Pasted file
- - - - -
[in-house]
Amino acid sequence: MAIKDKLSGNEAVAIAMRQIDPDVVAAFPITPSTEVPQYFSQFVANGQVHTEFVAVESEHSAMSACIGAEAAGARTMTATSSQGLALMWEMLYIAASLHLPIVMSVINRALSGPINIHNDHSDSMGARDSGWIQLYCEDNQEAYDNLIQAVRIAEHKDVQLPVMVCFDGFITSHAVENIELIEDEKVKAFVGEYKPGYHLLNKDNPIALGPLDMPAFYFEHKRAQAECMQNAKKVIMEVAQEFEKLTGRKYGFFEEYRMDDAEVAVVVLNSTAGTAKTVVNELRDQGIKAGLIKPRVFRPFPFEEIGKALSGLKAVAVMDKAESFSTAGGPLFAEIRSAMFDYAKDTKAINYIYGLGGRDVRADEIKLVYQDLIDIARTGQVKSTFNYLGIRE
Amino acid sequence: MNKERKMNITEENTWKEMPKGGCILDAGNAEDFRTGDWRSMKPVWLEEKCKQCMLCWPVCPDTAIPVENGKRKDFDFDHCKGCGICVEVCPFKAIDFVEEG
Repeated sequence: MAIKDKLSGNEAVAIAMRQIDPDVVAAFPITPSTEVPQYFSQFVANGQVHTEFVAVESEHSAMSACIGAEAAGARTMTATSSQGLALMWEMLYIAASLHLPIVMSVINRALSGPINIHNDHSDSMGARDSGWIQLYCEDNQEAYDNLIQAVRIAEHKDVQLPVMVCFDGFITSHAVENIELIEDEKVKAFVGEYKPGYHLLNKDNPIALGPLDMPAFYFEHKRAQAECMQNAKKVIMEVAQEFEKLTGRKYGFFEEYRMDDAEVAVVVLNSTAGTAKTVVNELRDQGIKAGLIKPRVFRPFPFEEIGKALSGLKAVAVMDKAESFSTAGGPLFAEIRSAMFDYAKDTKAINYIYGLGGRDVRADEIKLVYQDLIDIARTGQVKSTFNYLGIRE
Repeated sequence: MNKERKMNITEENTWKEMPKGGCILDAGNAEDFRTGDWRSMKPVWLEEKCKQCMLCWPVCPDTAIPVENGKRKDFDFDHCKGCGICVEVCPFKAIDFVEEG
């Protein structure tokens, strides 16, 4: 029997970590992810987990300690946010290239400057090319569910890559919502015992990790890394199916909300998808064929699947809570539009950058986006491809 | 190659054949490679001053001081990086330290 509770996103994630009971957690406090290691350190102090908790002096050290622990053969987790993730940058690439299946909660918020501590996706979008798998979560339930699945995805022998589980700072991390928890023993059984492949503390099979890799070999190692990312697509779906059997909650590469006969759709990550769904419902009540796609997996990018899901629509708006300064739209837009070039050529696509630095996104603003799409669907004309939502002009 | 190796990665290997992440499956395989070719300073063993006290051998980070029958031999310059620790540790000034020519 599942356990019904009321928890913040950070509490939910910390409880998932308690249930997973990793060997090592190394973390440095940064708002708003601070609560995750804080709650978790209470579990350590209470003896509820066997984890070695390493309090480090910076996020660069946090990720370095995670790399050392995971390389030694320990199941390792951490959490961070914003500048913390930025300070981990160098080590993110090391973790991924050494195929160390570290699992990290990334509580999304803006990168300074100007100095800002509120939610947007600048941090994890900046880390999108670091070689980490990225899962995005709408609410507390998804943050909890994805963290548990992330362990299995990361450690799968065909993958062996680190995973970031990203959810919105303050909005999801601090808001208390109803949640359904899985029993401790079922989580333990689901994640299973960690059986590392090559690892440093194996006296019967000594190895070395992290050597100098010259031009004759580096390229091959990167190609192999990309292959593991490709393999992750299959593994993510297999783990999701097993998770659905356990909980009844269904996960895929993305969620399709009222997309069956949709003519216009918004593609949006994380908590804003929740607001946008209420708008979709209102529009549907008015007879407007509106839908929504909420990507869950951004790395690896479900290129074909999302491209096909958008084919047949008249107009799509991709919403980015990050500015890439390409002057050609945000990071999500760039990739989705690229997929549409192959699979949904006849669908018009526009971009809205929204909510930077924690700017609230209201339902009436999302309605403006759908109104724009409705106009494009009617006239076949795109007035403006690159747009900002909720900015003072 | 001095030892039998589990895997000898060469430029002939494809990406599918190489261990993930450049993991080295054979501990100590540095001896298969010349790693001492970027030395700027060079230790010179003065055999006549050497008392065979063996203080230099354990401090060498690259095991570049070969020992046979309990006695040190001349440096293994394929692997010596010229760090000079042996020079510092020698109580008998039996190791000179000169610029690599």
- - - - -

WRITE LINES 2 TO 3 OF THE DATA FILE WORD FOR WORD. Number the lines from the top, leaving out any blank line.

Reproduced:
Amino acid sequence: MAIKDKLSGNEAVAIAMRQIDPDVVAAFPITPSTEVPQYFSQFVANGQVHTEFVAVESEHSAMSACIGAEAAGARTMTATSSQGLALMWEMLYIAASLHLPIVMSVINRALSGPINIHNDHSDSMGARDSGWIQLYCEDNQEAYDNLIQAVRIAEHKDVQLPVMVCFDGFITSHAVENIELIEDEKVKAFVGEYKPGYHLLNKDNPIALGPLDMPAFYFEHKRAQAECMQNAKKVIMEVAQEFEKLTGRKYGFFEEYRMDDAEVAVVVLNSTAGTAKTVVNELRDQGIKAGLIKPRVFRPFPFEEIGKALSGLKAVAVMDKAESFSTAGGPLFAEIRSAMFDYAKDTKAINYIYGLGGRDVRADEIKLVYQDLIDIARTGQVKSTFNYLGIRE
Amino acid sequence: MNKERKMNITEENTWKEMPKGGCILDAGNAEDFRTGDWRSMKPVWLEEKCKQCMLCWPVCPDTAIPVENGKRKDFDFDHCKGCGICVEVCPFKAIDFVEEG